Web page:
Women in Toronto are ‘Moving the Dial’

Women in Toronto are ‘Moving the Dial’

Last month, MaRS hosted the kickoff of a new event series aimed at “moving the dial” toward a future where more female leaders are heard and respected, and where female entrepreneurs find themselves on equal footing with men when it comes to securing funding for their startup ventures.

Organized by a range of partners, including AceTech Ontario and the City of Toronto, Moving the Dial drew approximately 600 attendees, including 100 female startup founders, 40 female venture capitalists and many notable CEOs. The impressive turnout is an indication of the growing desire to band together and take action. As women around the globe march in the streets to assert their rights in a way that is reminiscent of the early 20th century, events like this one will provide yet another forum for catalyzing much-needed change.

Here are a few takeaways from this inspiring night.

Female leaders: Some facts

Two female CEOs, Ilse Treurnicht (MaRS Discovery District) and Jodi Kovitz (AceTech Ontario), kicked the night off with some stats about women in tech. With roughly 5% of female founders obtaining funding and just 2% of leadership roles in the Canadian tech sector held by women, it’s clear that women are still under-represented.

However, the picture is not all bleak. Ilse noted that 30% of the MaRS-supported companies that provided demographic information in 2015 had at least one female founder, which marks progress. And Jodi outlined some of the new initiatives in place to combat gender inequality, such as a women in tech mentorship program started by Communitech and a new social media challenge called #GoSponsorHer, which calls on leaders to start sponsoring women in their networks.

There was a clear message that we need to speak up and stand up, and that Toronto must lead the way.

Women who are changing the game

MaRS’ very own Michelle McBane, an investment director for the Investment Accelerator Fund (IAF), spoke about the new fund she is working on with BDC. Focused solely on women, the fund will invest only in tech firms that have at least one female founder.

IAF is also looking to become a platform for female angel investors by offering training to women who want to be venture capitalists. IAF’s new panel of advisors aims to be made up of two-thirds women, marking a radical shift from the current investment landscape. In 2015, MaRS Data Catalyst released a report estimating that Canada’s average VC firm had 12.5% female investment professionals. The report also showed that 90% of firms with all-male investment teams exclusively funded ventures with all-male founding teams.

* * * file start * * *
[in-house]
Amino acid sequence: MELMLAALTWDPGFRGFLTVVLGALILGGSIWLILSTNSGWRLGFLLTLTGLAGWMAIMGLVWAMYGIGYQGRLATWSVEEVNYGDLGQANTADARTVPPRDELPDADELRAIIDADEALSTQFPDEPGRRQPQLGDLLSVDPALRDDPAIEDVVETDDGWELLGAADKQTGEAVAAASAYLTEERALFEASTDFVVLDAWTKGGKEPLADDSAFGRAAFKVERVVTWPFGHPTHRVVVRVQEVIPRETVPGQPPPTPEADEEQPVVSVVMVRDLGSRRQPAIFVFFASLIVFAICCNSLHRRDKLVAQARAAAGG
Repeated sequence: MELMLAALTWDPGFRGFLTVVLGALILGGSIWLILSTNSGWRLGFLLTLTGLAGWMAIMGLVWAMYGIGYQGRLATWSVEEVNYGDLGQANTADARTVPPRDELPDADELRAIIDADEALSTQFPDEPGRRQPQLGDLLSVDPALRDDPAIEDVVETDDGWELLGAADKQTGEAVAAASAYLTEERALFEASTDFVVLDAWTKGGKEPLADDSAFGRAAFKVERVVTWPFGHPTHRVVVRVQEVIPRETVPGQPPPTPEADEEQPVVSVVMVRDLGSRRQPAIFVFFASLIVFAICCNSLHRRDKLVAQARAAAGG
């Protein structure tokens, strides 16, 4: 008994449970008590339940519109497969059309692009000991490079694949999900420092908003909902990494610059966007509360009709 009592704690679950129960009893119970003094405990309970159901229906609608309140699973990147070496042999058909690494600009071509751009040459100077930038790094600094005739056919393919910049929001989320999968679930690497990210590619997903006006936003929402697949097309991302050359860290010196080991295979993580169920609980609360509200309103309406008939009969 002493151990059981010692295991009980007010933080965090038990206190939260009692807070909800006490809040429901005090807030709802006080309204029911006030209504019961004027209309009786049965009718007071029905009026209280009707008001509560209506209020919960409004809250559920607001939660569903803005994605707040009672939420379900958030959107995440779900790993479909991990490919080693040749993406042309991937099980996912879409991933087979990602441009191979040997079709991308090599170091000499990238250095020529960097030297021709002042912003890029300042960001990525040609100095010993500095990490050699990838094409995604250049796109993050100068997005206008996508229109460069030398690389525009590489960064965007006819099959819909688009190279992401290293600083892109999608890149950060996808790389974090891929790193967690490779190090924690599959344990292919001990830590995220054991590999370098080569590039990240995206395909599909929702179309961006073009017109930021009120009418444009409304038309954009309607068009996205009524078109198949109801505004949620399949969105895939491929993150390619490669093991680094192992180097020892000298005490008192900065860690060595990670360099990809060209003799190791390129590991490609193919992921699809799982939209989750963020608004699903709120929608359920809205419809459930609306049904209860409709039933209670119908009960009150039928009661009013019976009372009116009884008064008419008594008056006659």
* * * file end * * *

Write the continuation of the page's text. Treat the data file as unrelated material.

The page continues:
Lee Moser, vice-president of North American investor relations for the Tel Aviv–based angel investment firm iAngels, spoke about how her firm is changing the work environment for women in Israel. The iAngels team is almost entirely female, and Lee wants to see greater emphasis on empowering and supporting women through mentorship. She also stressed the need to encourage an international supportive community.

Live tactical brainstorm

The evening’s panel moderator, Siri Agrell, who is the director of strategic initiatives for Toronto Mayor John Tory, welcomed four panellists to the stage for a live brainstorm about what we can do to advance women leaders.

The panellists were:

  • Janet Bannister of Real Ventures;
  • Jen Lee Koss of Brika;
  • Eva Wong of Borrowell; and
  • Abigail Slater of SheEO.

Siri: How do we use being female to our advantage?

Janet: If you are the only female in the room, people are more likely to remember you because you stand out.

Eva: Have the audacity to put your hand out.

Abigail: Bring being female as a strength.

Jen: Make sure you get the invite to the table. Don’t have shame. The worst-case scenario is that people say no.

Janet: Women often lack confidence, as they are naturally less assertive than men. They need to work harder and try a bit harder.

Siri: What should women do differently?

Janet: Women naturally move away from the table if there are not enough chairs. We need to sit at the table.

Jen: Fundraising is gruelling and soul destroying. Men do not always understand the product—they sometimes say flippant things, like: “I’ll show that to my wife.” Choose your fundraising audience and go to people who get it. Grow a thick skin, it’s not personal.

What’s next for Moving the Dial?

The Moving the Dial series will be hosting a spring hackathon that aims to piece together valuable missing data about female founders and investors. Stay tuned for details.